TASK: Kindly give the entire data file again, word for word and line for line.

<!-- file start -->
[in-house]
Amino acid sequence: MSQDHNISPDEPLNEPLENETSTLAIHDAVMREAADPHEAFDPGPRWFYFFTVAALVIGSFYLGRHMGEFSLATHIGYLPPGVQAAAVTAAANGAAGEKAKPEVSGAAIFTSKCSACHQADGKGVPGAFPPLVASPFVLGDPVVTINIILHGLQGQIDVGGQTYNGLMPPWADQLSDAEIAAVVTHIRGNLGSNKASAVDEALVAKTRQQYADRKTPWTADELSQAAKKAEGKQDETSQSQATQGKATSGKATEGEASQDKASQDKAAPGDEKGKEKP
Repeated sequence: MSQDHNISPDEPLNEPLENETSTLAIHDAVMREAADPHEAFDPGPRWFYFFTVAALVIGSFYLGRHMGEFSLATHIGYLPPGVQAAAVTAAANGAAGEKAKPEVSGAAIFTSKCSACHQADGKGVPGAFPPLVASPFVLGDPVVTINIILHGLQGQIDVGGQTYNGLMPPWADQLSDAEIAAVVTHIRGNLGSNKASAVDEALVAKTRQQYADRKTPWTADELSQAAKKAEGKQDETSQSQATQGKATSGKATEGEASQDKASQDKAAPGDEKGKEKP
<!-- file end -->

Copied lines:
[in-house]
Amino acid sequence: MSQDHNISPDEPLNEPLENETSTLAIHDAVMREAADPHEAFDPGPRWFYFFTVAALVIGSFYLGRHMGEFSLATHIGYLPPGVQAAAVTAAANGAAGEKAKPEVSGAAIFTSKCSACHQADGKGVPGAFPPLVASPFVLGDPVVTINIILHGLQGQIDVGGQTYNGLMPPWADQLSDAEIAAVVTHIRGNLGSNKASAVDEALVAKTRQQYADRKTPWTADELSQAAKKAEGKQDETSQSQATQGKATSGKATEGEASQDKASQDKAAPGDEKGKEKP
Repeated sequence: MSQDHNISPDEPLNEPLENETSTLAIHDAVMREAADPHEAFDPGPRWFYFFTVAALVIGSFYLGRHMGEFSLATHIGYLPPGVQAAAVTAAANGAAGEKAKPEVSGAAIFTSKCSACHQADGKGVPGAFPPLVASPFVLGDPVVTINIILHGLQGQIDVGGQTYNGLMPPWADQLSDAEIAAVVTHIRGNLGSNKASAVDEALVAKTRQQYADRKTPWTADELSQAAKKAEGKQDETSQSQATQGKATSGKATEGEASQDKASQDKAAPGDEKGKEKP